Universal laws : Nature, not God explains universe
S cientists are slowly waking up to an inconvenient truth — the universe looks suspiciously like a fix. The issue concerns the very laws of nature themselves. For 40 years, physicists and cosmologists have been quietly collecting examples of all too convenient “coincidences” and
special features in the underlying laws of the universe that seem to be necessary in order for life, and hence conscious beings, to exist. Change any one of them and the consequences would be lethal. Fred Hoyle, the distinguished cosmologist, once said it was as if “a super-intellect has monkeyed with physics”.
To see the problem, imagine playing God with the cosmos. Before you is a designer machine that lets you tinker with the basics of physics. Twiddle this knob and you make all electrons a bit lighter, twiddle that one and you make gravity a bit stronger, and so on. It happens that you need to set thirty something knobs to fully describe the world about us. The crucial point is that some of those metaphorical knobs must be tuned very precisely, or the universe would be sterile.
Example: neutrons are just a tad heavier than protons. If it were the other way around, atoms couldn’t exist, because all the protons in the universe would have decayed into neutrons shortly after the big bang. No protons, then no atomic nucleuses and no
atoms. No atoms, no chemistry, no life. Like Baby Bear’s porridge in the story of Goldilocks, the universe seems to be just right for life. So what’s going on?
The intelligent design movement has inevitably seized on the Goldilocks enigma as evidence of divine providence, prompting a scientific backlash and boosting the recent spate of God-bashing bestsellers. Fuelling the controversy is an unanswered question lurking at the very heart of science - the origin of the laws of physics. Where do they come from? Why do they have the form that they do? Traditionally, scientists have treated the laws of physics as simply “given”, elegant mathematical relationships that were somehow imprinted on the universe at its birth, and fixed thereafter. Inquiry into the origin and nature of the laws was not regarded as a proper part of science.
But the embarrassment of the Goldilocks enigma has prompted a rethink. The Cambridge cosmologist Martin Rees, president of The Royal Society, suggests the laws of physics aren’t absolute and universal but more akin to local bylaws, varying from place to place on a mega-cosmic scale. A God’s-eye view would show our universe as merely a single representative amid a vast assemblage of universes, each with its own bylaws. Rees calls this system “the multiverse”, and it is an increasingly popular idea among cosmologists.
I think this entire line of reasoning is now outdated and simplistic. We will never
fully explain the world by appealing to something outside it that must simply be accepted on faith, be it an unexplained God or an unexplained set of mathematical laws. Can we do better? Yes, but only by relinquishing the traditional idea of physical laws as fixed, perfect relationships. I propose instead that the laws are more like computer software: programmes being run on the great cosmic computer. They emerge with the universe at the big bang and are inherent in it, not stamped on it from without like a maker’s mark.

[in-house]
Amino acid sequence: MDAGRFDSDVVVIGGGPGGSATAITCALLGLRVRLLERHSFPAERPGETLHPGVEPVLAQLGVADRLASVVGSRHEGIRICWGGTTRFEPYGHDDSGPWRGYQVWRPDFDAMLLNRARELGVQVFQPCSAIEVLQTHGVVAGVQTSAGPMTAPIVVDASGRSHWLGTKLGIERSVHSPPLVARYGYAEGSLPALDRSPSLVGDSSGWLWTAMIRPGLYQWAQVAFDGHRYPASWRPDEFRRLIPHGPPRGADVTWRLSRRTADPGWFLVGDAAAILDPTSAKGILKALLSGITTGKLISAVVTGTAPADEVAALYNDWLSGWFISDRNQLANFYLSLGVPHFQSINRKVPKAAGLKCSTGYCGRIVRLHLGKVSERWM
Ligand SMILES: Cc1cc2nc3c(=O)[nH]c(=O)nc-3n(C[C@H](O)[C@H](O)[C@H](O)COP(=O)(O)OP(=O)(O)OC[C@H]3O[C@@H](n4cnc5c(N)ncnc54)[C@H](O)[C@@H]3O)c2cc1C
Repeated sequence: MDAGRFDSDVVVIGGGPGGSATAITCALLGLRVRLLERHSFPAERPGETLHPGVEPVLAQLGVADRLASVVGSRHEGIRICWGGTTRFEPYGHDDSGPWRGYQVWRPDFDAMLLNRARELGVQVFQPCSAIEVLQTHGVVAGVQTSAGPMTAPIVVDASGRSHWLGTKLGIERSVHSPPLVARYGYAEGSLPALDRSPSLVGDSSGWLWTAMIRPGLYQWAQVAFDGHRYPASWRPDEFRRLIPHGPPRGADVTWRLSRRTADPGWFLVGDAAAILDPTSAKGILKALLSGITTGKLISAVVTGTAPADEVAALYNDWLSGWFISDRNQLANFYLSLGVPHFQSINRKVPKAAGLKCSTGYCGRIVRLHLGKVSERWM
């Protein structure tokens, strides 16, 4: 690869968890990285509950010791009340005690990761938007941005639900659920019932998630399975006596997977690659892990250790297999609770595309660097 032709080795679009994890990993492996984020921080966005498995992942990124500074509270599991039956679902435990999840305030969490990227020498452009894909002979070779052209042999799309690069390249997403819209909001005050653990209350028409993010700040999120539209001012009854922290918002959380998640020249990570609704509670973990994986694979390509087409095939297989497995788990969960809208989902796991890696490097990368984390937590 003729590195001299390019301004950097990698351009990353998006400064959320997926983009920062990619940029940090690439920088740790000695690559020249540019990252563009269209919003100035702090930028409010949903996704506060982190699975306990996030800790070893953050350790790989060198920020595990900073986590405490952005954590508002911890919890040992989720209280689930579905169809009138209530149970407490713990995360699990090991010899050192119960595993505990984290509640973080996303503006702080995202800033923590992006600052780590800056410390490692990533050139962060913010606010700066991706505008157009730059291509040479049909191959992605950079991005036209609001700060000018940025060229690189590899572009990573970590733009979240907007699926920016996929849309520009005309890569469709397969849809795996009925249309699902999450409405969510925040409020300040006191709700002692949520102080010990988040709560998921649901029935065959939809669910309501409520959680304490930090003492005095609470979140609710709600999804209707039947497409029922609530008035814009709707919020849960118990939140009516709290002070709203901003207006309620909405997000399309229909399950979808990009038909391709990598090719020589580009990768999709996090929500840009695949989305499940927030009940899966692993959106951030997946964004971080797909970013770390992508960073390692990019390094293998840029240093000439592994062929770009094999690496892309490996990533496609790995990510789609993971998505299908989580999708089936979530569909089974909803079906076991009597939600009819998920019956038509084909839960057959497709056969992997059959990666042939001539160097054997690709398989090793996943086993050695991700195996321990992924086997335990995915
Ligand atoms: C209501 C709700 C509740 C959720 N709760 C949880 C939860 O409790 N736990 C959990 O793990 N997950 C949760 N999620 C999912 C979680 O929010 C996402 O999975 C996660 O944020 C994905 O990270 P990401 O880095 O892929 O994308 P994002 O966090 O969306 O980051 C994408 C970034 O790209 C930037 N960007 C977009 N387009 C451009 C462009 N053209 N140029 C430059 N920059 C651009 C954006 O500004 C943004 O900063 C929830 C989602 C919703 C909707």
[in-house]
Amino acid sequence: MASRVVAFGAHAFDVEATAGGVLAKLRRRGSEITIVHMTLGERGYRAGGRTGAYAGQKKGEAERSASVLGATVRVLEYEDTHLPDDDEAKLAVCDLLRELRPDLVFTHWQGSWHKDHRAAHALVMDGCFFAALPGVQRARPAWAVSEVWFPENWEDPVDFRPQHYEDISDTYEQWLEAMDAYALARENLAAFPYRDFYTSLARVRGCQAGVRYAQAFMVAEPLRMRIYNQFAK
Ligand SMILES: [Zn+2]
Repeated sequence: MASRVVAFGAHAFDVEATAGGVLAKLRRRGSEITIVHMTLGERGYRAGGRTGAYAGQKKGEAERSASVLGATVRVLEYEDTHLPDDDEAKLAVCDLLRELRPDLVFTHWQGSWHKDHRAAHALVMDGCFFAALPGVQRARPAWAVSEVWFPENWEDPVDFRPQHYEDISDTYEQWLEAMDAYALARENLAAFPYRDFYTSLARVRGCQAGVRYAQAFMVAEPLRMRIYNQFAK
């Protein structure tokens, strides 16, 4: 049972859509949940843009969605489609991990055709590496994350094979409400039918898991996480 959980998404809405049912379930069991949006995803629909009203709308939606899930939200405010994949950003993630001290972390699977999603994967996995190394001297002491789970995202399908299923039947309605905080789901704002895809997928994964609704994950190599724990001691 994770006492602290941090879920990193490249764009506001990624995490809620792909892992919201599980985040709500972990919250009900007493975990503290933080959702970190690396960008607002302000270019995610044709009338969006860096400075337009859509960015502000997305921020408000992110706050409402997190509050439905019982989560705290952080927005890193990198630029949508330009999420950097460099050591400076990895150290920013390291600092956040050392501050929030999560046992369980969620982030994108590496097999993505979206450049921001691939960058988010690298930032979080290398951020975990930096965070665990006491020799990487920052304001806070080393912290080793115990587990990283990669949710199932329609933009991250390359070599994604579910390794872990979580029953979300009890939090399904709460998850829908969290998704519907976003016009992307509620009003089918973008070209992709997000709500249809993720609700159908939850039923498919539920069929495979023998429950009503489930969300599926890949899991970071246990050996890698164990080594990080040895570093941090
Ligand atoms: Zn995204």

Man-made computers are limited in their performance by finite processing speed and memory. So, too, the cosmic computer is limited in power by its age and the finite
speed of light. Seth Lloyd, an engineer at Massachusetts Institute of Technology,
has calculated how many bits of information the observable universe has processed
since the big bang. The answer is one followed by 122 zeros. Crucially, however, the limit was smaller in the past because the universe was younger. Just after the big bang, when
the basic properties of the universe were being forged, its information capacity was so restricted that the consequences would have been profound.
Here’s why. If a law is a truly exact mathematical relationship, it requires infinite information to specify it. In my opinion, however, no law can apply to a level of precision finer than all the information in the universe can express. Infinitely precise laws are an extreme idealisation with no shred of real world justification. In the first split second of cosmic existence, the laws must therefore have been seriously fuzzy. Then, as the information content of the universe climbed, the laws focused and homed in on the life-encouraging form we observe today. But the flaws in the laws left enough wiggle room for the universe to engineer its own bio-friendliness.
Thus, three centuries after Newton, symmetry is restored: the laws explain the universe even as the universe explains the laws. If there is an ultimate meaning to existence, as I believe is the case, the answer is to be found within nature, not beyond it. The universe might indeed be a fix, but if so, it has fixed itself. — The Guardian